We couldn’t afford to live somewhere else while the work was done.
Are we angry? Yes. Have we lost faith in the system? Yes. No one wants to take responsibility for this mess. The original builder of our home is bankrupt. Simple, can’t be touched.
This whole mess is making a lot of money for a small group of people including lawyers – we did not go there, we couldn’t afford it, and even if you do go through the court process you have to fight to prove you are the innocent one.
The owners of these homes like ours are being stripped of everything, including their dignity. We could certainly give all the advice needed – including the time involved in crying.
People like these bought homes believing they were built to a reasonable standard. For various reasons they weren’t.
Buyers found themselves with no redress. Often the developers have declared themselves bankrupt. Others, like their companies, have simply disappeared.
Local bodies who approved plans and construction are running for cover, fearing huge damages if they and their officers are held legally liable.
And what about the government whose departments ignored experience in Canada in the 1960s, failed to see the shortcomings in new building regulations and which now shrugs off any responsibility?
The view from the Beehive is summed up by this earlier letter from my bulging file, a response from the then Labour Minister of Housing, Clayton Cosgrove, to a leaky home owner’s letter like the one I’ve quoted: “Firstly, let me say that I have the utmost sympathy for you in your difficult situation. Owning a leaky home is a financial and emotional burden.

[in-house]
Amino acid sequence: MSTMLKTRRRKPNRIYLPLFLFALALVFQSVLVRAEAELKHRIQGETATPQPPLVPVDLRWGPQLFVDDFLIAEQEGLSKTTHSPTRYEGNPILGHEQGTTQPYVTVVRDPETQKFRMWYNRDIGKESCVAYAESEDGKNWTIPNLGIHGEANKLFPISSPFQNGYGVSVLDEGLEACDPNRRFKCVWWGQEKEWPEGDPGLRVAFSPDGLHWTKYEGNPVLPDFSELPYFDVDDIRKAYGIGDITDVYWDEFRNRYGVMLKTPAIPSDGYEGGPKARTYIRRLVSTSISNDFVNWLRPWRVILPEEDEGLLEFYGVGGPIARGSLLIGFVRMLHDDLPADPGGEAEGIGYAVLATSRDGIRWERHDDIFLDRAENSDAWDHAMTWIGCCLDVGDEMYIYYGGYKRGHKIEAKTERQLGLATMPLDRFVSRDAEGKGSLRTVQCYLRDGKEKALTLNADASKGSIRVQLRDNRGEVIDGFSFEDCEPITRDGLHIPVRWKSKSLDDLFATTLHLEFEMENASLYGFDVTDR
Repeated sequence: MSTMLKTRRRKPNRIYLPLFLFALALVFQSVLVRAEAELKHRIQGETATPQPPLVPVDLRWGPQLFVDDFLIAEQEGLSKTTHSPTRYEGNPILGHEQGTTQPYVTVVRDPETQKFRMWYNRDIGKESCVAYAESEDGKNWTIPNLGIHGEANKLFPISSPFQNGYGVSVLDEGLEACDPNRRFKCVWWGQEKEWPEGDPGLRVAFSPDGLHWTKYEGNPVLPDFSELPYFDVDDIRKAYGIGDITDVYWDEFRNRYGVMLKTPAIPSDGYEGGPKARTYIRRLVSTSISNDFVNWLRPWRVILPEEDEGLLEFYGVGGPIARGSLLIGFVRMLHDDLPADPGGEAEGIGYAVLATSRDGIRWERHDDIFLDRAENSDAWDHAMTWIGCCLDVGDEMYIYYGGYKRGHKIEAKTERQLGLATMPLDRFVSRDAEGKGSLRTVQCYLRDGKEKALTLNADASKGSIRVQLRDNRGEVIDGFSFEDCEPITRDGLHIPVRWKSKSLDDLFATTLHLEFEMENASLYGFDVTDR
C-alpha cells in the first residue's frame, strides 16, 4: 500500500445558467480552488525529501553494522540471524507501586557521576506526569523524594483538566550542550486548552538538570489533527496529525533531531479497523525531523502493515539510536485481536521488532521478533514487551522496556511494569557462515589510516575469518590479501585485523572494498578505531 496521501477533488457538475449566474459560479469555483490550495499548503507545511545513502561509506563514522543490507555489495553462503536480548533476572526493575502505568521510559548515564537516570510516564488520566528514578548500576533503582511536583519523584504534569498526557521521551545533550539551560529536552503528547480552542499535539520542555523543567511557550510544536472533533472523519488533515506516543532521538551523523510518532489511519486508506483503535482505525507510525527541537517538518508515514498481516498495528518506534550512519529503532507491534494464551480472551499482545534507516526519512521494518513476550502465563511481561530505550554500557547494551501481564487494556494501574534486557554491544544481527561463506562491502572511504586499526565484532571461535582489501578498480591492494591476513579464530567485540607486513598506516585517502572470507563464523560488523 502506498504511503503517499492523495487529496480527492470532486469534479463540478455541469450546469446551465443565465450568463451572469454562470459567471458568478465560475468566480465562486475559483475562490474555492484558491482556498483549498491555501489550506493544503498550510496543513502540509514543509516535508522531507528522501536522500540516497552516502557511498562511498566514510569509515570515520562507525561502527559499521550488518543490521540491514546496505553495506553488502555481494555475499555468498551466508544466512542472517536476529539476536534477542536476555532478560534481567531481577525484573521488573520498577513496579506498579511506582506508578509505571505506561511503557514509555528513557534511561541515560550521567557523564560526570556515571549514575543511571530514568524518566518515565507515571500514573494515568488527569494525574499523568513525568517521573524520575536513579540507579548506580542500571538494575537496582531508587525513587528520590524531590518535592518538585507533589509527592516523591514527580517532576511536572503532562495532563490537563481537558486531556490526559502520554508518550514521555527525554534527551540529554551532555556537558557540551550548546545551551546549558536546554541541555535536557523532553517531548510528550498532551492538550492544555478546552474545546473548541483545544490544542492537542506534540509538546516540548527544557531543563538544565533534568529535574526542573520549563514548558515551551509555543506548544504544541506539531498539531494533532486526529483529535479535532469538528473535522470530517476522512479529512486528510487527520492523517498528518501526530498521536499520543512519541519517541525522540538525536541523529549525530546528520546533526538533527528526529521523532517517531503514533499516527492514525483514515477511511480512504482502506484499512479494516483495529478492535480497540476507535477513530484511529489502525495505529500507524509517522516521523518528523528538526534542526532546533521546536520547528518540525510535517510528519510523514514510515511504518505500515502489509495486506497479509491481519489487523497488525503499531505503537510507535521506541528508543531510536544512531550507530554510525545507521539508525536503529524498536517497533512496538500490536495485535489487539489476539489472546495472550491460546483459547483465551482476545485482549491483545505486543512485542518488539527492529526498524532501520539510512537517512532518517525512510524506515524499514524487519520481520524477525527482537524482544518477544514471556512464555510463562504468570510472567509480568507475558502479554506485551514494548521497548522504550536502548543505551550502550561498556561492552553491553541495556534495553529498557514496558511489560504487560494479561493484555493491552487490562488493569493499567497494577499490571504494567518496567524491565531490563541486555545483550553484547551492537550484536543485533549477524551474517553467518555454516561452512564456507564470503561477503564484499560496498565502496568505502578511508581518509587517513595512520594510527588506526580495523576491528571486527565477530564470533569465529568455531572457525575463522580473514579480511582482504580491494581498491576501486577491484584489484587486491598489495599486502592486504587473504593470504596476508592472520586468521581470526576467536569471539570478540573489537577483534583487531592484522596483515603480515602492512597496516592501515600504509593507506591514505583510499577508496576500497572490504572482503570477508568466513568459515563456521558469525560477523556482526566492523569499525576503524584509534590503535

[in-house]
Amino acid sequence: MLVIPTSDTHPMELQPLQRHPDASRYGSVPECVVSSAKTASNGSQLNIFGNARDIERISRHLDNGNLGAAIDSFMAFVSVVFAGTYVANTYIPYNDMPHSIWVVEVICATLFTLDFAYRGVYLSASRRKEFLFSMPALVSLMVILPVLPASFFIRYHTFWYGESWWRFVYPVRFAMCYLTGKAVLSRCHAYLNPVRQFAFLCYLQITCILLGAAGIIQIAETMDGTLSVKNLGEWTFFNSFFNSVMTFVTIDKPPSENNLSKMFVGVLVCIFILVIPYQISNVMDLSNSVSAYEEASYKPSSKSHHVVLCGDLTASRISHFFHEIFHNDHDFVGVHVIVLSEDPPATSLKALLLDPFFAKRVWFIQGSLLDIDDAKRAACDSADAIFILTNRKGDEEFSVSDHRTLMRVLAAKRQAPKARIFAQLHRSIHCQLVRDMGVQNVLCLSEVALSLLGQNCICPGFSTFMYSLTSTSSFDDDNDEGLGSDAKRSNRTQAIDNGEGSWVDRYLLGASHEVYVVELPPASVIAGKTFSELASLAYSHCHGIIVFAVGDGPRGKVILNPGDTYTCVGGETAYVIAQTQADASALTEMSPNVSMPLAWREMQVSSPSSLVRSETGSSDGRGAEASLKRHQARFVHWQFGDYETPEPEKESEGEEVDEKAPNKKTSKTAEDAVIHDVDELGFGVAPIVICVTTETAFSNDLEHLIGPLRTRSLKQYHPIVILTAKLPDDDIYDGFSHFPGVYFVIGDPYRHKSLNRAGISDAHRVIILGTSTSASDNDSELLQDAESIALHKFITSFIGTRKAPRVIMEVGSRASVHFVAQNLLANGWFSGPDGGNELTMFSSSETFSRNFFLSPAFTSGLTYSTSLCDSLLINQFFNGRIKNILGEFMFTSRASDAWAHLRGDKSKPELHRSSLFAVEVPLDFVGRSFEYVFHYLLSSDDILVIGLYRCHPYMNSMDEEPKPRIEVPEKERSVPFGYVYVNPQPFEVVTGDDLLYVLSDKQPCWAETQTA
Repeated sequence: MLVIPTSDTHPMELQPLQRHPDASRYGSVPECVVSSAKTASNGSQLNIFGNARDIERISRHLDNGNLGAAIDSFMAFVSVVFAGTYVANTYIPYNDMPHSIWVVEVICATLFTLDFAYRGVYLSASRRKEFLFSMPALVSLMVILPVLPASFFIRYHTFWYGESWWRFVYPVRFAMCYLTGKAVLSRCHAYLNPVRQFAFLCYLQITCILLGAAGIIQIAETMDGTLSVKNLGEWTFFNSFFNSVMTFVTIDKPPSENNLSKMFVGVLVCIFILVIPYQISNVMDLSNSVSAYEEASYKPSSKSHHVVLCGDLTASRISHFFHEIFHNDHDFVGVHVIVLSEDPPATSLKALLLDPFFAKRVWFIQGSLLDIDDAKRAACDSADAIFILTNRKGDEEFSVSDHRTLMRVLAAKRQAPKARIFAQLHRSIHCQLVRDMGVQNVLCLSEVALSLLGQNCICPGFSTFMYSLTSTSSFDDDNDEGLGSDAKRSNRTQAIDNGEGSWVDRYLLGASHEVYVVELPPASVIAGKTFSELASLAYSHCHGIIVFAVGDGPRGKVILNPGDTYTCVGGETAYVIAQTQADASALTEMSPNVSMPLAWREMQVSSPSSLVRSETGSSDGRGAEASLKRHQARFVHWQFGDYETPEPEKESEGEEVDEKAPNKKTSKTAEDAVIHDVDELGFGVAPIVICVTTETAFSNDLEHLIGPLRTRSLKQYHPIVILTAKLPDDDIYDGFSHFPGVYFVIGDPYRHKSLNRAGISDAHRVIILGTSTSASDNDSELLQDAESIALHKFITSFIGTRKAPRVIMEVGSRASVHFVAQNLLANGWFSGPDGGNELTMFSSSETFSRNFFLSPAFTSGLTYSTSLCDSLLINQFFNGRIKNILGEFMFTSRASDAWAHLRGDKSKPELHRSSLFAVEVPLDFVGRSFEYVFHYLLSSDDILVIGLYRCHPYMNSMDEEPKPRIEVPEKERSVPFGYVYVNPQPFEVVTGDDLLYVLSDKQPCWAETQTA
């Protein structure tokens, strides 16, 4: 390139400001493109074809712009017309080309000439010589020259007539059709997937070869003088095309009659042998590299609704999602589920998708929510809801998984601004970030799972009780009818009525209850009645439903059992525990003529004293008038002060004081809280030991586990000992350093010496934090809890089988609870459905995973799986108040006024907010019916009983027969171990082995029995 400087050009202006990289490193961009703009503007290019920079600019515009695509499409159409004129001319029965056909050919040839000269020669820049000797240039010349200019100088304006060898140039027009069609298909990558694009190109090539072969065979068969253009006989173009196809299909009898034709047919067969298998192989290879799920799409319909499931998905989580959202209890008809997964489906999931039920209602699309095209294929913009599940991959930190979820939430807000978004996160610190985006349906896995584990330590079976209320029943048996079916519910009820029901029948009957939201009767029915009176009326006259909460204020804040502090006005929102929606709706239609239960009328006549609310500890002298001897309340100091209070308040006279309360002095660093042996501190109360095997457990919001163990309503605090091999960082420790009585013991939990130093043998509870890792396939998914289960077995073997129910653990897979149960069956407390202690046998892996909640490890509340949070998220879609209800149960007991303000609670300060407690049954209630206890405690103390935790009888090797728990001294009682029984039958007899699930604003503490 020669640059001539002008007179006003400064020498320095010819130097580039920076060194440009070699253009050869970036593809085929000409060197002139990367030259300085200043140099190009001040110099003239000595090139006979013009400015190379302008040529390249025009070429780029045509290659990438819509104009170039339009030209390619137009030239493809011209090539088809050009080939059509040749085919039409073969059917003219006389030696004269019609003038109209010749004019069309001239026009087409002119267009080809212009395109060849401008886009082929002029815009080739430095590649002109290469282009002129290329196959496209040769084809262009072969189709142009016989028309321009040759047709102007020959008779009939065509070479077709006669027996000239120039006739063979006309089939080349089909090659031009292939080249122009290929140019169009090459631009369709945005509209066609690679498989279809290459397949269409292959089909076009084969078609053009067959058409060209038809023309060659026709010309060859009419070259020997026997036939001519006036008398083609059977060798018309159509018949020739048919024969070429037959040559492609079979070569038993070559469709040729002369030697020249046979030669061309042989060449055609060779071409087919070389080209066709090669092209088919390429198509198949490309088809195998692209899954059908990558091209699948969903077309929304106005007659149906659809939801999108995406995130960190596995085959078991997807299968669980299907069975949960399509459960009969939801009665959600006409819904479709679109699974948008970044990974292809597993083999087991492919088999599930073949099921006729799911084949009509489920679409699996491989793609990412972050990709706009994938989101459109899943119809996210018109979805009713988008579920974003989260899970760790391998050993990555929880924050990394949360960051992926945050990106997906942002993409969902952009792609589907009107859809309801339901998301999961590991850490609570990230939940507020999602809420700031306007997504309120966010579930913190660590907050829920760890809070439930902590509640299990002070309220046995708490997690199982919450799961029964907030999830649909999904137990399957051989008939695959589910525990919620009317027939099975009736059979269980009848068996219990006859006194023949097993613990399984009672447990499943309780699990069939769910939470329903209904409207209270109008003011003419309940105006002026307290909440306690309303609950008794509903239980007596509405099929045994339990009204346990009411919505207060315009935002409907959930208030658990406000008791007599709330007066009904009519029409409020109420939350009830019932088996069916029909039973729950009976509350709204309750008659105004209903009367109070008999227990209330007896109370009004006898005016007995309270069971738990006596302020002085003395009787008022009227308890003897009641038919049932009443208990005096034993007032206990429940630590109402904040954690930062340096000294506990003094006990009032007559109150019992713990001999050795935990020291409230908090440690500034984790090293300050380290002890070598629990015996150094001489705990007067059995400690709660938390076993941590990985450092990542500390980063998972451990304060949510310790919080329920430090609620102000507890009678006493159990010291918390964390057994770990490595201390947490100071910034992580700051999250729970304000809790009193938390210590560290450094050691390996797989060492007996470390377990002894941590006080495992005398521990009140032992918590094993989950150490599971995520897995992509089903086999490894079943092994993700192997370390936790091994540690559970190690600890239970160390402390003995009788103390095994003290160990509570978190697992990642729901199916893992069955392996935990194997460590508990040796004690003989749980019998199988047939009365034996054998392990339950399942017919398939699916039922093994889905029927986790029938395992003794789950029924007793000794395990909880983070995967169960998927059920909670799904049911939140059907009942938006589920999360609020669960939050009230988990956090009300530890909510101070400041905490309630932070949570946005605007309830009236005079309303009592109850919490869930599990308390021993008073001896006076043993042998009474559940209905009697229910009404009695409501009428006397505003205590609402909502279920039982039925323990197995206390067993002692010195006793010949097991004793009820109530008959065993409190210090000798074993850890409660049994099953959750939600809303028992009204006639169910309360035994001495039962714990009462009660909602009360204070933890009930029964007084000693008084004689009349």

“I am disappointed to hear that the builder went bankrupt and did not pay you the agreed settlement amount.
“I trust that you have scrutinised the settlement agreement closely to ensure there is no way you can proceed further in seeking recompense. A lawyer may be able to help you with this.
“You mention in your letter that your house is unsaleable in its current condition and that the LIM report is a further barrier to selling your home.
“If you have reached the point where selling your home is an option, you could discuss this further with real estate agents and valuers.
“While the full value of your home will not be realised there are buyers who are willing to take on leaky homes and repair them.”
He’s no longer the minister but, sadly, if you asked Maryan Street – Housing – and Shane Jones – Buildings and Construction – or the prime minister you’d probably get the same “utmost sympathy-no liability-don’t call us” Clayton’s reply from them as well.
If you’re a victim looking for justice or simply have a genuine sympathy for those who are, check the response of your local glad-handing election candidates. And don’t take the Clayton’s “utmost sympathy” for an answer. I certainly don’t.
Nor would apparently disinterested MPs if those 80,000 aching, angry and abandoned leaky home owners – who would be seen as a disaster area if they weren’t scattered through the country – were instead voters in one MP’s electorate. Theirs.